It goes on. On and on. The eldest child is occasionally amenable to reason. She can grasp the meaning of the word wait and hang on to it for at least two seconds at a time. But the others! The baby screams and screams and is inconsolable. Even when the rice cake is visible in its approach towards his mouth he screams – Theresa has to help him close his jaws around it. Meanwhile the middle child is beating the floor with the remains of a Christmas robot. Theresa stoops to pick up the pieces. She knows not to get angry, anger is petrol on the flames. Ignore the rights and wrongs of the matter, just focus on survival. And if there are moments when the pressure relents, when the children are stacked in front of the television, when they are absorbed in play with friends, or when they are dozing in the garden in the summer, then these moments are a tease, fleeting and unusable, over almost before they have registered their presence, of no certain duration that would make them of use. What existence is this? This suppression of all one’s feelings of anger and frustration, this constant anxiety (even in the quiet moments) that the situation will soon slip beyond control. I am only glad that I don’t have three children – I know how difficult one can be.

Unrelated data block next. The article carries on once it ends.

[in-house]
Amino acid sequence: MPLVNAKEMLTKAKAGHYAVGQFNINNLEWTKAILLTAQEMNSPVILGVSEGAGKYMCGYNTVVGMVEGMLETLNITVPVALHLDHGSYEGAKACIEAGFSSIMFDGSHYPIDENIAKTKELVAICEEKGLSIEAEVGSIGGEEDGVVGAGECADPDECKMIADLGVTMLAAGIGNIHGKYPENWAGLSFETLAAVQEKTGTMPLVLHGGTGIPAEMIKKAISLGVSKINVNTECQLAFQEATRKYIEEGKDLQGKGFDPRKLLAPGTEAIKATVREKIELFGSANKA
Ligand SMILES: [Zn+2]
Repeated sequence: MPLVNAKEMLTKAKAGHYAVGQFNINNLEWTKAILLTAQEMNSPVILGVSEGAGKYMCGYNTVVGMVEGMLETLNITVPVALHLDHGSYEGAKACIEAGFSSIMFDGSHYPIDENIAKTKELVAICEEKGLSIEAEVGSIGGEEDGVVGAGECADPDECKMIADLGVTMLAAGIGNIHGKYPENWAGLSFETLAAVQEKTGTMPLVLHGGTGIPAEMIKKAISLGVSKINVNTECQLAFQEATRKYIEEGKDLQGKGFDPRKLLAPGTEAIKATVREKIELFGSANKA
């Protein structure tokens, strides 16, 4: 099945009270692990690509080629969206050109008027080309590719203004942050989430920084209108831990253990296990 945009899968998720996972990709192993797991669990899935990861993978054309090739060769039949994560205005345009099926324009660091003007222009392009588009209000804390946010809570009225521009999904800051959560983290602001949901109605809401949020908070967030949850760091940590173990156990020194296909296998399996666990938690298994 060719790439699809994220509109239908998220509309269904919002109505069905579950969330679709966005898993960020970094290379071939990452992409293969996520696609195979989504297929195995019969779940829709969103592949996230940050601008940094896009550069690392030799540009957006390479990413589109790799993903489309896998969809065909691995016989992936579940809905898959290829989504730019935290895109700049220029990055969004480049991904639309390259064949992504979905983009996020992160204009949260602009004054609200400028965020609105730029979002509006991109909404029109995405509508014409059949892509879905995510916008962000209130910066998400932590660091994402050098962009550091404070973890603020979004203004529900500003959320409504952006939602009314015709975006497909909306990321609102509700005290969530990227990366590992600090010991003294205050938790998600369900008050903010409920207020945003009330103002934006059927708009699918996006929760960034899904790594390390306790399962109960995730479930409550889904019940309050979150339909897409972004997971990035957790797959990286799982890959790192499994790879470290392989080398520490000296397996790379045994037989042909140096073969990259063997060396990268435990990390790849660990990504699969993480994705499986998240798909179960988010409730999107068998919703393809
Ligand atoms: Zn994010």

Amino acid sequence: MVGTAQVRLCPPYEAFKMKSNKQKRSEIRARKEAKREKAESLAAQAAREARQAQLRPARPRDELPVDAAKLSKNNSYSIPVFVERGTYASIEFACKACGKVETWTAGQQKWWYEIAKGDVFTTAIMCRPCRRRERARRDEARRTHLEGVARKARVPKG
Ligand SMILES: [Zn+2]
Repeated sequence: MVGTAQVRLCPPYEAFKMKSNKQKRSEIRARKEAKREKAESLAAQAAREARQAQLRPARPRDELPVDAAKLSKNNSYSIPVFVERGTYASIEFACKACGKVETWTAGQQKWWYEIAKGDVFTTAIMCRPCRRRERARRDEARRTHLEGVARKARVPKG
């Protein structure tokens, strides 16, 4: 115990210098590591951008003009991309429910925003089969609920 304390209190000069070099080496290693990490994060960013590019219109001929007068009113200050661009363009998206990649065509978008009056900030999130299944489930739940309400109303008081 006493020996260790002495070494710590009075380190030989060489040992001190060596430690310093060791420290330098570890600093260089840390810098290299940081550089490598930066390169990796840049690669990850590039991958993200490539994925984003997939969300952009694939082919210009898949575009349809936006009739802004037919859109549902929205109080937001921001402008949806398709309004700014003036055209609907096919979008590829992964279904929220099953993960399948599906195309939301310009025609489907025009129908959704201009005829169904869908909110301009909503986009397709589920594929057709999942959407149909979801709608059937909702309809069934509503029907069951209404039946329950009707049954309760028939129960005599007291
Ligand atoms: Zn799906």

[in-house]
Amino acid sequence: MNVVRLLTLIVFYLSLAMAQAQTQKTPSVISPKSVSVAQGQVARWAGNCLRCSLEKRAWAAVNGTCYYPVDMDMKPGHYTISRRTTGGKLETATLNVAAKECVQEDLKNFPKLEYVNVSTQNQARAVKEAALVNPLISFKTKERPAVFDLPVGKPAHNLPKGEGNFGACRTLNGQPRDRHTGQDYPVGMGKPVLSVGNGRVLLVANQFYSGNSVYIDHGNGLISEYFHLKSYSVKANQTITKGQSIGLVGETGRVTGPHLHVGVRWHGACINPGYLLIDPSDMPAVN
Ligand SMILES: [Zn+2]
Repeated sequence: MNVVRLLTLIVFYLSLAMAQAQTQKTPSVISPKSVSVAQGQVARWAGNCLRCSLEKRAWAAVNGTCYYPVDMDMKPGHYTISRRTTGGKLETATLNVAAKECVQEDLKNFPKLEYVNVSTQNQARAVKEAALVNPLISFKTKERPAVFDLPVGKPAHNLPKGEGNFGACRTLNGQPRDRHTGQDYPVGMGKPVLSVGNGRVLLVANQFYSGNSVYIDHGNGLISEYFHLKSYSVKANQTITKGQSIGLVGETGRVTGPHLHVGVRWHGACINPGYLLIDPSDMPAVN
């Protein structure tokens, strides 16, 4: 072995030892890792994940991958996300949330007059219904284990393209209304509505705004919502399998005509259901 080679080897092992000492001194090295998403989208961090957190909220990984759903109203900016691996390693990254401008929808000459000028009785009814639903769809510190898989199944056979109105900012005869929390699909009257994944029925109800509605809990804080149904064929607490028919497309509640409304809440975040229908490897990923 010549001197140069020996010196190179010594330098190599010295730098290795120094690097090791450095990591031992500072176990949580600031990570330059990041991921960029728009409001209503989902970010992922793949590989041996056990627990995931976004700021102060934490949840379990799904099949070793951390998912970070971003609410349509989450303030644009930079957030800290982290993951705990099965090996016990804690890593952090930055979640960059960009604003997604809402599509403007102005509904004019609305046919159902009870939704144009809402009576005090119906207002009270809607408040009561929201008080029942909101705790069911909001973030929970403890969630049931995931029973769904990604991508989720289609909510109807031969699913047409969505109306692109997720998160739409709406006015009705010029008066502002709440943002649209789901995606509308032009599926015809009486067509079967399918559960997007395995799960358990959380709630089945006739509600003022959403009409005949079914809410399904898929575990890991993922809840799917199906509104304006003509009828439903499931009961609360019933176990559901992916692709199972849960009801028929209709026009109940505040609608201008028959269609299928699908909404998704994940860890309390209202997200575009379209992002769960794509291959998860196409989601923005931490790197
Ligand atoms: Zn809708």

And you never get a rest. Even when they go to sleep you don’t know when they’ll wake.